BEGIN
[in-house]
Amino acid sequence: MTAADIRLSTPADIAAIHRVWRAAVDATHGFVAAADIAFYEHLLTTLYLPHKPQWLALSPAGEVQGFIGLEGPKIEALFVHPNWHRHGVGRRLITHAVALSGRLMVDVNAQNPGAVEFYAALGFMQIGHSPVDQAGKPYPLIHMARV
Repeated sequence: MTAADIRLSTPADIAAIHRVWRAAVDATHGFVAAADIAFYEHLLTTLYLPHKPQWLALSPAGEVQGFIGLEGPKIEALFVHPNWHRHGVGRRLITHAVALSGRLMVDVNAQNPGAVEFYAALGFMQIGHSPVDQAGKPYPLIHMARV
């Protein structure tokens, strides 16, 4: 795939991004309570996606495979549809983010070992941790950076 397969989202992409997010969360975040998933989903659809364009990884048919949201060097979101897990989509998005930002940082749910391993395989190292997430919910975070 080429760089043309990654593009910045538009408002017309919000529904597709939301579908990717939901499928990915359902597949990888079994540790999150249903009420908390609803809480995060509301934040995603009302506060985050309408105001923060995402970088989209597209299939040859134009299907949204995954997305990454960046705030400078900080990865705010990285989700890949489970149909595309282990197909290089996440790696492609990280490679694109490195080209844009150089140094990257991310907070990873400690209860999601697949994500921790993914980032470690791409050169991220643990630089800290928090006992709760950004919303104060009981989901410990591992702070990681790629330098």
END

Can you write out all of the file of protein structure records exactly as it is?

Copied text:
[in-house]
Amino acid sequence: MTAADIRLSTPADIAAIHRVWRAAVDATHGFVAAADIAFYEHLLTTLYLPHKPQWLALSPAGEVQGFIGLEGPKIEALFVHPNWHRHGVGRRLITHAVALSGRLMVDVNAQNPGAVEFYAALGFMQIGHSPVDQAGKPYPLIHMARV
Repeated sequence: MTAADIRLSTPADIAAIHRVWRAAVDATHGFVAAADIAFYEHLLTTLYLPHKPQWLALSPAGEVQGFIGLEGPKIEALFVHPNWHRHGVGRRLITHAVALSGRLMVDVNAQNPGAVEFYAALGFMQIGHSPVDQAGKPYPLIHMARV
């Protein structure tokens, strides 16, 4: 795939991004309570996606495979549809983010070992941790950076 397969989202992409997010969360975040998933989903659809364009990884048919949201060097979101897990989509998005930002940082749910391993395989190292997430919910975070 080429760089043309990654593009910045538009408002017309919000529904597709939301579908990717939901499928990915359902597949990888079994540790999150249903009420908390609803809480995060509301934040995603009302506060985050309408105001923060995402970088989209597209299939040859134009299907949204995954997305990454960046705030400078900080990865705010990285989700890949489970149909595309282990197909290089996440790696492609990280490679694109490195080209844009150089140094990257991310907070990873400690209860999601697949994500921790993914980032470690791409050169991220643990630089800290928090006992709760950004919303104060009981989901410990591992702070990681790629330098």